Real Estate Weekly News: The Impact on Buyers and Sellers
Let’s begin by reviewing last weeks key real estate headlines:
- New construction housing starts fell 2% last month, despite a prediction of an increase of 1.4% (Census Bureau)
- “Higher mortgage rates and heightened economic uncertainty cooled borrower demand in June, leading to new-home purchase applications declining to the lowest level since April 2020.” (Joel Kan)
- Mortgage applications drop by 7.85% year over year (Mortgage News Daily)
- The Fed will continue to increase interest rates until the country is in a recession (Conference Board)
- Existing-home sales declined for the fifth straight month to a seasonally adjusted annual rate of 5.12 million. Sales were down 5.4% from May and 14.2% from one year ago. (National Association of Realtors).
- The median existing-home sales price climbed 13.4% from one year ago to $416,000, a new record high. ( NAR)
- The inventory of unsold existing homes rose to 1.26 million by the end of June, or the equivalent of 3.0 months at the current monthly sales pace. (NAR)
- “Inflation will have a strong influence on where mortgage rates go in the months ahead. Whenever inflation finally starts to ease, so will mortgage rates — but even then, home prices are still subject to demand and very tight supply.” (Greg McBride, Chief Financial Analyst at Bankrate)
What do the headlines mean for buyers?
While the Federal Reserve is working hard to bring down inflation, the latest data shows the inflation rate is still going up. Uncertainty exist on how long it will take to bring down inflation and mortgage rates trajectory, both are important for your homeownership plans. Why you should continue to consider a home purchase.
• The surge in single family home pricing has to do with demand and if the market is reducing the new construction of single-family homes, which may continue to place pressure on the current home price growth rate.
• Homeownership Is Historically a Great Hedge Against Inflation – “Real estate is one of the time-honored inflation hedges. It’s a tangible asset, and those tend to hold their value when inflation reigns, unlike paper assets. More specifically, as prices rise, so do property values.” – Mark Cussen, Financial Writer at Investopedia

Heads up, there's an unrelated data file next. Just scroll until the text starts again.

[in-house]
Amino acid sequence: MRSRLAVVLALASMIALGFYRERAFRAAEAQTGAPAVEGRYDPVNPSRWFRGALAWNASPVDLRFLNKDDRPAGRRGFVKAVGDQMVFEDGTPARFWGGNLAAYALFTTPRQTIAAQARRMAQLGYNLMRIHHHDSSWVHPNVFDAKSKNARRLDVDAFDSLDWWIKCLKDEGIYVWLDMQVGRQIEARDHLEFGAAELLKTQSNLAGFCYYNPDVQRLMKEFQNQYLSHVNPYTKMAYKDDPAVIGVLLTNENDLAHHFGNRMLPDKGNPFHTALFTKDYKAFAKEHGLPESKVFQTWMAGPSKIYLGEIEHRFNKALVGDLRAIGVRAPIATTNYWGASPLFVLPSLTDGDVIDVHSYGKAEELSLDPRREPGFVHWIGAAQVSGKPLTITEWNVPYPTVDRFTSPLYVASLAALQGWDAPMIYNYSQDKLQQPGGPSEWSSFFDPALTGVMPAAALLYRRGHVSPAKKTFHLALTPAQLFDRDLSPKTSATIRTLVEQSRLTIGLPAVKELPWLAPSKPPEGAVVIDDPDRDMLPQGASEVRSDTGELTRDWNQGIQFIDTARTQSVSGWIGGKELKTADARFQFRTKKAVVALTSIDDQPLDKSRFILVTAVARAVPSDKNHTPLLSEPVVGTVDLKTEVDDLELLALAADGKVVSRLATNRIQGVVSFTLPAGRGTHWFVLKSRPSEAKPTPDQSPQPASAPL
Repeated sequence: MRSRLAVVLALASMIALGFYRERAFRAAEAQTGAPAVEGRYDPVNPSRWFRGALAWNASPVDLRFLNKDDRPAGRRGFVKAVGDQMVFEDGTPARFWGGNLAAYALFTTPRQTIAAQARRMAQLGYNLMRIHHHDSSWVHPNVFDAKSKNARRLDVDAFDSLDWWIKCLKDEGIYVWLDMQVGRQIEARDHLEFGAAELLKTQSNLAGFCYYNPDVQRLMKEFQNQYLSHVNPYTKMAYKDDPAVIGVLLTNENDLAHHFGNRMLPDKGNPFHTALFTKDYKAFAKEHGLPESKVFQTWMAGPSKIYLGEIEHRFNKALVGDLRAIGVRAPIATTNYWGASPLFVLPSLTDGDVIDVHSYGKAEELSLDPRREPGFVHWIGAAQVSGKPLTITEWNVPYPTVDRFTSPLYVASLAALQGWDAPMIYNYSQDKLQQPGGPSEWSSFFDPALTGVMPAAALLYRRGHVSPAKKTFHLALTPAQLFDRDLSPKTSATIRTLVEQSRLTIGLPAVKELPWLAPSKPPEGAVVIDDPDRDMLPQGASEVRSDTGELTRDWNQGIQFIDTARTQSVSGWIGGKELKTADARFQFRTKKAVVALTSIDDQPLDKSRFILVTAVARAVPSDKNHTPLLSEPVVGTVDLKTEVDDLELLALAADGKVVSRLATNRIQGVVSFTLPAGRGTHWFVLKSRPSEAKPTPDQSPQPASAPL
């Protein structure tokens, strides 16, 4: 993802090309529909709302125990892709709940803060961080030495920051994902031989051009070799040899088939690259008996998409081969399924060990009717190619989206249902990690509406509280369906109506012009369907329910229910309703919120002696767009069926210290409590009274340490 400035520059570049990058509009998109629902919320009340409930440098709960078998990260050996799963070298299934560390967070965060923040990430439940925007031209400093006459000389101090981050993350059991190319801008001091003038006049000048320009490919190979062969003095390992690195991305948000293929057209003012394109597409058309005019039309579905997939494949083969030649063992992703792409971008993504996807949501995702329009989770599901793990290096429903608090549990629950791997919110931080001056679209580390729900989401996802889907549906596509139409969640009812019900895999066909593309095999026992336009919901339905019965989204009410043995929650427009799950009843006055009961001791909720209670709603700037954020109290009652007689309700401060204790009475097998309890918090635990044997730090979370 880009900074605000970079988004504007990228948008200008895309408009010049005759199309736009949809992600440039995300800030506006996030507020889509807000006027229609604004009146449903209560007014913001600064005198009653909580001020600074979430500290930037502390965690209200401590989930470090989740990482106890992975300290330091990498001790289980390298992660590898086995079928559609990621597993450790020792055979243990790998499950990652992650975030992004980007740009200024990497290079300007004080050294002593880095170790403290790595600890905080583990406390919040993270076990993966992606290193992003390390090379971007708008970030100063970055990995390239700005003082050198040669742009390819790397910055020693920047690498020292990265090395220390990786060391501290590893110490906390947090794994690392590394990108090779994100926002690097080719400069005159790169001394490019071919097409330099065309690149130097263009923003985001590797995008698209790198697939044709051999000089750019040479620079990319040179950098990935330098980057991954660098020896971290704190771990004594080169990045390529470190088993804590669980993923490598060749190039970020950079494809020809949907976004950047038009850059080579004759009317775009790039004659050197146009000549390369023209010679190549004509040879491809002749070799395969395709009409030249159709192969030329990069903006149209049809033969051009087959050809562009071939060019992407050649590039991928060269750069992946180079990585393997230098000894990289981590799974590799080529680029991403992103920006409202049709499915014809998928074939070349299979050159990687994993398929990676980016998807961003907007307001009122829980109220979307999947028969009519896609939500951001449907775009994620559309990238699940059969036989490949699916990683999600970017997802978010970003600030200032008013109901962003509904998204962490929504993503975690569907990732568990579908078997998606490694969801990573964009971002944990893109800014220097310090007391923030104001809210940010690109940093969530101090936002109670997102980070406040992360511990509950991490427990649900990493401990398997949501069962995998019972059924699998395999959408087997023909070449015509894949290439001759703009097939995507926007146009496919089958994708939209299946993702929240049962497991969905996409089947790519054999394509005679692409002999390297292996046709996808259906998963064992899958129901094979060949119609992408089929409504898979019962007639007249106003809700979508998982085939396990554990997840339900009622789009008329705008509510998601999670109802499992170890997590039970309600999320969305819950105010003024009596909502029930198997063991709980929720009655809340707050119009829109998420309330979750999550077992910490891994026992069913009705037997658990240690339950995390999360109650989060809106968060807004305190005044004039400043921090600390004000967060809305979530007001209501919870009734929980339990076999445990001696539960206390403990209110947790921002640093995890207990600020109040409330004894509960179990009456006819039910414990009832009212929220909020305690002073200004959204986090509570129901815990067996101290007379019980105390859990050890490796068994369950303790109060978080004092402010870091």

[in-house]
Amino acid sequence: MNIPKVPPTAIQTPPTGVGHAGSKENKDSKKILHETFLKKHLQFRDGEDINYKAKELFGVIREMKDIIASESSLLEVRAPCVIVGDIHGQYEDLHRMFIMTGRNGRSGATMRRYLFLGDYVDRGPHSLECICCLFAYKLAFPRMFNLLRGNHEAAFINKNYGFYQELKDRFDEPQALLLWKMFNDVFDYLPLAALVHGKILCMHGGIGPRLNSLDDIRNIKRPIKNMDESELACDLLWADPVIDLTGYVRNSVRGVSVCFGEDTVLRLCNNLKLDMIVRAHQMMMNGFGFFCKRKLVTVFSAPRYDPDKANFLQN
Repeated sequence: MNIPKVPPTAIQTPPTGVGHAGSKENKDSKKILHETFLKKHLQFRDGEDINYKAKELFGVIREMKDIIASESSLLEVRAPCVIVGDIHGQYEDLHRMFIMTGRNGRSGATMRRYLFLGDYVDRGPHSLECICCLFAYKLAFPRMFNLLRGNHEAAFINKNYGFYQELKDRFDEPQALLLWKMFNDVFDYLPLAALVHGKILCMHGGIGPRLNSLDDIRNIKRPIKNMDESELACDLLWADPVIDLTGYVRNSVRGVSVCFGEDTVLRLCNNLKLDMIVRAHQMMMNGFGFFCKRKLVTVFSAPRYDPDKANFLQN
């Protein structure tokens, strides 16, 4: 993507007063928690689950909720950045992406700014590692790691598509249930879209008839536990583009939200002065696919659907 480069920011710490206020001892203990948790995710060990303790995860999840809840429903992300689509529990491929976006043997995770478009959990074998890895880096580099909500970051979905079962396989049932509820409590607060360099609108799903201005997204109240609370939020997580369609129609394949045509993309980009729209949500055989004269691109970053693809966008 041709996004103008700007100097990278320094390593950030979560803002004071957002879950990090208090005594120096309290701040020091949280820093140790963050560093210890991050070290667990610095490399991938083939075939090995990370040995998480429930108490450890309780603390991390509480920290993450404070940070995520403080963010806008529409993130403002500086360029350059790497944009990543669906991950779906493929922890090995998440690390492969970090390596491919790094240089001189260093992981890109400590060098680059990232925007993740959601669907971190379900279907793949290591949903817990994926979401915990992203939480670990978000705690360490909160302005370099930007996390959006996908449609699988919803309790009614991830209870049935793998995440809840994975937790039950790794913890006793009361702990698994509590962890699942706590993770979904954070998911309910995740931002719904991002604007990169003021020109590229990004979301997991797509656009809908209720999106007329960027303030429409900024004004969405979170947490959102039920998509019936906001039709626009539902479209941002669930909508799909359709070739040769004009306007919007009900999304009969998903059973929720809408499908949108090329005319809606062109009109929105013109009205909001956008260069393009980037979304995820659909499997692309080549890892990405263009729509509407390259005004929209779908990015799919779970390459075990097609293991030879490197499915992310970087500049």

• Existing single family home inventory continues to increase, thus giving you more negotiating power in some markets.
Most buyers are waiting for prices to drop. If it drops, will the interest rate increases erode those savings? Something to consider.
What do these headlines mean for sellers?
As the housing market is looking for the new normal, sellers are having to make adjustments. The interest rates and overall economic conditions are forcing buyers to evaluate what they can and cannot do. Sellers will have to adjust to not being the driver.
Primary homes –
The location and pricing your home is key. Pricing the home above the current market and needing repairs will be a hard sell.
Secondary homes are a want to have and not a must have. Typically there are 3 types of buyers 1) buyers that are hedging on inflation and the market; 2) investors looking for price appreciation over time; and 3)vacation home owners that will be using the home and plan to utilize rental income to cover part of the ownership cost. Pricing the home and appearance is now more important, in my local market with the number of reported active listings increasing by 34% and the number of monthly sales going down since May 2022 . Review the comps your real estate agent provides. Look at comparable home movements in the last 60 days, and together develop a pricing strategy.
Sellers and buyers both have difficult decisions and challenging negotiations. The real estate market is based on what buyers are willing to pay and sellers are willing to receive. Sellers are still reaching for the stars and buyers are reaching for the trenches.
Now is when your local, experienced, real estate professionals can provide you data so you can make informed decisions.